Fitness Choice collapses, despite industry boom

A business selling and renting fitness equipment for gyms and personal use has been placed in administration, despite the fitness industry booming in recent years.

Fitness Choice, which operates online and in-store, was placed in administration on November 7, 2013, with Nicholas Giasoumi and Shane Deane from Dye and Co appointed as administrators.

Deane told SmartCompany the level of debt the company has is yet to be determined, however, it did have cash flow difficulties.

“Hopefully those days are behind it, we’re still trading as normal,” Deane says.

“We’ll be putting together a reporters to affairs (a statement of the assets and debts of the company) in the next couple of days, and then we’ll be able to get our head around the level of debt.”

Currently, the business has seven employees and no job losses are expected.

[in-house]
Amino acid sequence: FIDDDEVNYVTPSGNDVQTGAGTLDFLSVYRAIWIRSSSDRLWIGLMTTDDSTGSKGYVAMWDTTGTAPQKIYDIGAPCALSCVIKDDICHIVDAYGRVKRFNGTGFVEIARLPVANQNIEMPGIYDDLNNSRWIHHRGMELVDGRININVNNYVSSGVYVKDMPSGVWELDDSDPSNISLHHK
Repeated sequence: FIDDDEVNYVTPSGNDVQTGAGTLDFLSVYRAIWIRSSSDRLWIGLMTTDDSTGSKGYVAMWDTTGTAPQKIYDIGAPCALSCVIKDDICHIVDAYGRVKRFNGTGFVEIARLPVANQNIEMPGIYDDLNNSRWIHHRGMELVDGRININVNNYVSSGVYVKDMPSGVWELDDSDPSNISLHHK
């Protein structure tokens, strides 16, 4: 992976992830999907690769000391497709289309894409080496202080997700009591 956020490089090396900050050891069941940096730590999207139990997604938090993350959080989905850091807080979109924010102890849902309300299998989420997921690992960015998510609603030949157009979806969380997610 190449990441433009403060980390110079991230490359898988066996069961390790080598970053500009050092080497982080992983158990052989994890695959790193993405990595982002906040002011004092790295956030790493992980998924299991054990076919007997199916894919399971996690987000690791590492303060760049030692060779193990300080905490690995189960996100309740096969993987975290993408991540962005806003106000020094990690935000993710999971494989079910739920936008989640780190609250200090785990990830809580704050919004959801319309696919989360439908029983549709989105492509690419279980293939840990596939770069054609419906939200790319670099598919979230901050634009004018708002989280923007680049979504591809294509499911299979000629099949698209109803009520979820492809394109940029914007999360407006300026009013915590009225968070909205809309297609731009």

The business has 28 creditors and has been operating under its current structure since 2005.

Fitness Choice sells, rents and leases a variety of equipment such as treadmills, step machines, and spin bikes.

Over the past five years the online sporting and physical recreation goods sector has grown by 10% per annum, according to an IBISWorld report from February this year.

The sector was predicted to generate $765 million in revenue and grow by 6.3% annually between 2013 and 2018.

The growth of the industry has been driven by the increasing popularity of online shopping, in conjunction with the push to fight rising obesity rates by encouraging regular exercise.

 But Deane says despite the industry boom, he wasn’t surprised by the collapse.

“Businesses get into trouble for all sorts of reasons, regardless of their industry,” he says.

“While there can be trends in industries, it’s not reflective of every business. Each business has its own structure and differing levels of debt.”

Deane says a few years ago there were a number of gyms which went into administration, but this is the first fitness business he’s seen facing  financial difficulty for a while.

“We still haven’t gotten to the bottom of it in terms of what’s caused the debt… but the business seems strong enough to continue to trade and we hope we can see it out the other side.”

The first creditors’ meeting is due to be held on November 18.


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